Last Friday (it is now Wednesday) I felt like Hyacinth would be having her babies soon, so I got the stall all ready to move her into. I debated with myself if I should put her in that night or leave her out a few more nights. I refreshed my memory about the gestation period for goats. It is roughly five months or 150 days. If Hyacinth (and the other goats) were bred on the first day they were exposed to Billy, Friday would have been day 142. So, I decided to ignore what my gut was telling me and leave Hyacinth and Daisy outside for another night.
So, at around three in the morning, I just woke up and my very first thought was, "Hyacinth is kidding." But, it was pouring down rain (of course) and I didn't want to go out there. I laid awake for an hour and a half worrying about Hyacinth having babies outside on a cold rainy night (Even though all of the livestock do have shelters to be out of the wind and rain, it is still cold). I finally was able to go back to sleep.
I went out to feed extra early on Saturday morning and when Hyacinth didn't come out of the shed for her breakfast, I knew she had kidded. I ran down to the shed and sure enough, she had twins, both alive and apparently healthy.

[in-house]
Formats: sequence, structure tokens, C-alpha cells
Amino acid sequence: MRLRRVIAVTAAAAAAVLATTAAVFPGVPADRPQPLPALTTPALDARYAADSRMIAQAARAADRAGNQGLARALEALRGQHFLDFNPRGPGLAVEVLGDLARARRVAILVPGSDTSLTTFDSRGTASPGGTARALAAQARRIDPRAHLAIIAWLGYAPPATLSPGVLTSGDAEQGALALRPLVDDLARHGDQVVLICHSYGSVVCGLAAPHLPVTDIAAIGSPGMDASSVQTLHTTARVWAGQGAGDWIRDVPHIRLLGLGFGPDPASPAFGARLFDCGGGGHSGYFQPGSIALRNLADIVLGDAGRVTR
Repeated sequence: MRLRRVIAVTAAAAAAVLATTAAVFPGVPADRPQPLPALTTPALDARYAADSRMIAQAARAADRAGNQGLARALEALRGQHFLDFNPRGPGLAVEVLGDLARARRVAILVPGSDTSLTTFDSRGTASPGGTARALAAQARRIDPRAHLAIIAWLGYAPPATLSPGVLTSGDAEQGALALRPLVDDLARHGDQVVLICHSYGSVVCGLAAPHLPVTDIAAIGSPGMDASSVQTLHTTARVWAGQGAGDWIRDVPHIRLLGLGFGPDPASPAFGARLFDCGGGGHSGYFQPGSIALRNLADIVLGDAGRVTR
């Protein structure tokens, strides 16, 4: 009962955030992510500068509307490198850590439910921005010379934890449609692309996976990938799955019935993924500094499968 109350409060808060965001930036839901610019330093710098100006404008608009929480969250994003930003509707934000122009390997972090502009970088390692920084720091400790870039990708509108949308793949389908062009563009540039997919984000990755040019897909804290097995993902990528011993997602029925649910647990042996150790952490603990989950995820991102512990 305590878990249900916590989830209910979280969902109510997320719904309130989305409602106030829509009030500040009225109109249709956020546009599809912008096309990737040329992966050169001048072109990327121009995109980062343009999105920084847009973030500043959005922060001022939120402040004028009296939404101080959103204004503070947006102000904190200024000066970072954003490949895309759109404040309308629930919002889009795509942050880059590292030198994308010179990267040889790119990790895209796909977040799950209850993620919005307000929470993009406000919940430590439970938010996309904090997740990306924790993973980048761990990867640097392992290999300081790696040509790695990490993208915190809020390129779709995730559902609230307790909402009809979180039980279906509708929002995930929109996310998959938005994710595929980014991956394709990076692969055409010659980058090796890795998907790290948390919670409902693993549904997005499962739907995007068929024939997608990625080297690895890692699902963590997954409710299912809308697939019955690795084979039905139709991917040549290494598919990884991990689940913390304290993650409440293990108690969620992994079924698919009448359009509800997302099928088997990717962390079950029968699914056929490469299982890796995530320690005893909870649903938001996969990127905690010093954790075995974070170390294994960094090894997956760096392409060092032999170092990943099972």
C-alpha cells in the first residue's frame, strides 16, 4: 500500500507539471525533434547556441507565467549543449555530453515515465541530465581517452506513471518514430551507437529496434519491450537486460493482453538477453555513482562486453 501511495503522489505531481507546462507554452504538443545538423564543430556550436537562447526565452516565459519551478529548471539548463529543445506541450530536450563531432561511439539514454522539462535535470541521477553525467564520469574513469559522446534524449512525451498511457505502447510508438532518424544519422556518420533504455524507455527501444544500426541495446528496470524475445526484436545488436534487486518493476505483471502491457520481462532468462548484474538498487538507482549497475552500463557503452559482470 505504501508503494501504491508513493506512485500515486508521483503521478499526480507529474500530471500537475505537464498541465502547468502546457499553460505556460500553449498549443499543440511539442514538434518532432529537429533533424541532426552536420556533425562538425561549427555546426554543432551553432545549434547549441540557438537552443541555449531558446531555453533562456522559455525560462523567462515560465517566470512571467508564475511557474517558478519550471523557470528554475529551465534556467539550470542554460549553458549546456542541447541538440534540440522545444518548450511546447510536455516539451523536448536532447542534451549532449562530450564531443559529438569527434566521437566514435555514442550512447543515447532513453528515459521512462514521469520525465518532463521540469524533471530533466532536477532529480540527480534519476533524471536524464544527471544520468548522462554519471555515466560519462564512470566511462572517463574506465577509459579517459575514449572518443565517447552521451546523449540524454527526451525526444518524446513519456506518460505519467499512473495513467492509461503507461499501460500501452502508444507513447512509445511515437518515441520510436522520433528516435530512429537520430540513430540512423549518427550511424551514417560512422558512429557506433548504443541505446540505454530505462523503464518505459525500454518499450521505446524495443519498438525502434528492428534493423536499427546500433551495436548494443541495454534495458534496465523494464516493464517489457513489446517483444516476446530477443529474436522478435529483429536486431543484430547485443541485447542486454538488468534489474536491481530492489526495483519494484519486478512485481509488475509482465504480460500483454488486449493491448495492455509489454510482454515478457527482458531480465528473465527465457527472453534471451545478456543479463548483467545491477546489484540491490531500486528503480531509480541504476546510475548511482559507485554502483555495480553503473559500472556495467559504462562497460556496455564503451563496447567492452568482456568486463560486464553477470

Tom and I spent the morning, out in the rain, moving goats around.
So, even thought the babies are healthy, Hyacinth once again has a congested udder and can't support two until it softens up, which is several weeks.
I remembered that I had some frozen goat milk left over from previous years - four quarts from 2010 and one from 2011, so I thawed those and started bottle feeding the male right away. The female was not really interested and it has remained thus. The male guzzles the bottle down and the female has to be forced to take even an ounce. They both are still attempting to nurse...successfully, I guess since the female hasn't starved to death.
She has become slightly smaller than the male.
But they are both active and playful and neither seems to be starving.